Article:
Boosting Hispanic college outcomes with targeted high school interventions

Rates of college completion for Hispanic students have lagged over the past decade even while the number of Hispanic high school graduates has grown. This—combined with issues of disproportionate poverty in Hispanic communities, their growing share of the college-age population, and concerns about racial and economic inequities—has led to an Education Next study examining what might be done to help more Hispanic students enroll in and graduate from college.

The authors examine the effects of the National Hispanic Recognition Program (NHRP), an intervention undertaken by the College Board to recognize outstanding Hispanic high-school students and encourage them to enroll in college. The initiative identifies the highest performing 2.5 percent of Hispanic students across six geographic regions in the United States. Student eligibility for the award is determined by their eleventh grade Preliminary SAT/National Merit Scholarship Qualifying Test scores, holding a GPA of at least 3.5, and having an ethnicity that is at least one-quarter Hispanic. The NHRP is an intervention that changes two key features of a Hispanic student’s high-school experience: one, the College Board notifies students and school staff about the existence of the NHRP; and, two, with the student’s permission, they share a list of NRHP honorees with postsecondary institutions who are looking to enroll academically exceptional Hispanic students.

The authors construct a national sample of all Hispanic PSAT/NMSQT takers in the U.S. from the graduating classes of 2004 through 2010. They then link individual records to College Board and National Student Clearinghouse datasets, including demographic information, information about eventual college enrollment, high school attended, history of SAT attempts, institutions which received their SAT scores, and AP participation. Also included is information from the Common Core of Data, the Private School Universe Survey, and the Integrated Postsecondary Education Data System, which all include further information on certain high school and postsecondary characteristics. The NHRP’s potential impact is measured using a regression discontinuity design, comparing students on either side of the cut-off point for eligibility according to their PSAT/NMSQT scores.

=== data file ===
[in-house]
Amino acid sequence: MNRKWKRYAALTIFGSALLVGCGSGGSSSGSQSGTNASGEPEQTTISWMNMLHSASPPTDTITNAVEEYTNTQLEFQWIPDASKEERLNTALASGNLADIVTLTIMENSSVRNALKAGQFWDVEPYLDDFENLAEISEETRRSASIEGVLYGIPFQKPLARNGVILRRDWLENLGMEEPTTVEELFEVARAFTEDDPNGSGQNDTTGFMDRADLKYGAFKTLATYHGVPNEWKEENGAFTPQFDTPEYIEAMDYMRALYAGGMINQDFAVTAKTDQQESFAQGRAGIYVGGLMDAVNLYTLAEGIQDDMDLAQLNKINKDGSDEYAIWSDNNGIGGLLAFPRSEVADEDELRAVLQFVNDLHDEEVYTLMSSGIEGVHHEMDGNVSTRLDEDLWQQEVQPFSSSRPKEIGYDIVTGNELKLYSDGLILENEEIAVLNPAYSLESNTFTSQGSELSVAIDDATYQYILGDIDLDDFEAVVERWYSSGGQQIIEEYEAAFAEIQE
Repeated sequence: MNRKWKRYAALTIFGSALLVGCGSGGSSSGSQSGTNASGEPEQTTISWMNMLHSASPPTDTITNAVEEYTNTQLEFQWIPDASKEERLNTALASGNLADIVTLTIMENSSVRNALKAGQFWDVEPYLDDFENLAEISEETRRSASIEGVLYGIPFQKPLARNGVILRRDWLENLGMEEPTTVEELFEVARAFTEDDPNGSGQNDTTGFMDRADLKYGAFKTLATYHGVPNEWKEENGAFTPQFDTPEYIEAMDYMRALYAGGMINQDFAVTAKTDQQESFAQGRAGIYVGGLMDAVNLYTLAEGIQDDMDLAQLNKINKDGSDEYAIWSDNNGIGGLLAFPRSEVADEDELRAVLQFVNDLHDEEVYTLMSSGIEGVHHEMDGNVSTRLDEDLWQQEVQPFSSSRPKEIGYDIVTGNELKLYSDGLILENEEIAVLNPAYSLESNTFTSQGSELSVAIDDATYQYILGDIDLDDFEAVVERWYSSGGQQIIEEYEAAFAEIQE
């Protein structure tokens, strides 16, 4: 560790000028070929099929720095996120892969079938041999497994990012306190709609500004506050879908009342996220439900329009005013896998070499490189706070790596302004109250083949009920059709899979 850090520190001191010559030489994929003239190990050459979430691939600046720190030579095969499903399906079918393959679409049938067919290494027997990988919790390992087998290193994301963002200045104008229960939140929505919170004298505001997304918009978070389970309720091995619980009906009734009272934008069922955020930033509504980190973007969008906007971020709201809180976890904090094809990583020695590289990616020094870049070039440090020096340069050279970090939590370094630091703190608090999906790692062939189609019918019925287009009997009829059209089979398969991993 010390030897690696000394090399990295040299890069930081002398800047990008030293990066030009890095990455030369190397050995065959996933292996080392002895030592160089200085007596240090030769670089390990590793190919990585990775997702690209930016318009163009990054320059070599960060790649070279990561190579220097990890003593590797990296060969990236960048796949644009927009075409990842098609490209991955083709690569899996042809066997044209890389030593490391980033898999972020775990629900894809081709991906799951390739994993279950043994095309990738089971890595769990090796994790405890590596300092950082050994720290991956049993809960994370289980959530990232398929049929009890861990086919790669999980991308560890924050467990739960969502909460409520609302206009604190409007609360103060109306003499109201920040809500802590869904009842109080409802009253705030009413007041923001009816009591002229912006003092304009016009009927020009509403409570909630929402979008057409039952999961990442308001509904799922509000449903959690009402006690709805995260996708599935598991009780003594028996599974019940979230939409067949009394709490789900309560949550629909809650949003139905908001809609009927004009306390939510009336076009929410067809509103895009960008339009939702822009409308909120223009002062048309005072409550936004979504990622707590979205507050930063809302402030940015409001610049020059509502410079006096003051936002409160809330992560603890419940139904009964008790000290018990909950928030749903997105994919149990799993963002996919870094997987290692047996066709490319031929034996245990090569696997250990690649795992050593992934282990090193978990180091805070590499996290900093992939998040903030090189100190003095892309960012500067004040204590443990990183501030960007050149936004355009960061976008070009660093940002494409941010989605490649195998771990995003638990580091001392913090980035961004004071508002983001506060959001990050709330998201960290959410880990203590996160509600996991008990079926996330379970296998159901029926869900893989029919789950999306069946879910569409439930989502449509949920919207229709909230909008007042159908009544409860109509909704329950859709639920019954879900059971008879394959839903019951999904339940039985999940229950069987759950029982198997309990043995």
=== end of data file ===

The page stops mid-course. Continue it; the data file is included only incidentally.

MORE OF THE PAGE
Findings indicate that NHRP eligibility has a significant effect on the college attendance patterns of Hispanic students, inducing more to apply to and attend more institutions where Hispanic enrollment has traditionally been behind their peers. Eligible students are 5 percentage points more likely to attend colleges that recruit Hispanic students through NHRP; 5 percentage points more likely to attend out-of-state institutions; 3 percentage point more likely to attend public flagship universities; and 1.5 percentage points more likely to enroll in a four-year college, with about two-thirds of this effect driven by a movement away from two-year institutions, which the program presumably inspires.

Researchers also look at the program’s impact on college completion and find positive but statistically imprecise results indicating an increase of 1.5 percentage points in the numbers of students who complete their bachelor's degree. The program’s effects on six-year graduation rates appear to yield similar results. And effects are largest for those at the highest risk of dropping out of college, coming from schools with the largest populations of Hispanic students, located in more rural environments, and with students whose parents are likely to have less education. These students are also more likely to enroll at more competitive universities.

Ultimately, there is no financial reward for students who are eligible for the NHRP, and colleges continue to make their own decisions about college applications. But this study shows how a relatively straightforward but targeted intervention from College Board—in its role as facilitator for promoting mutually beneficial communication between schools, students, and colleges—may positively influence the college enrollment decisions and completion outcomes of Hispanic students, especially those at most risk.

SOURCE: Odel Gurantz et al., “Boosting Hispanic College Completion: Does High-School Recruiting Help More Students Graduate?Education Next (Summer 2017).

Andrew Scanlan
Andrew Scanlan is a Research and Policy Associate at the Thomas B. Fordham Institute.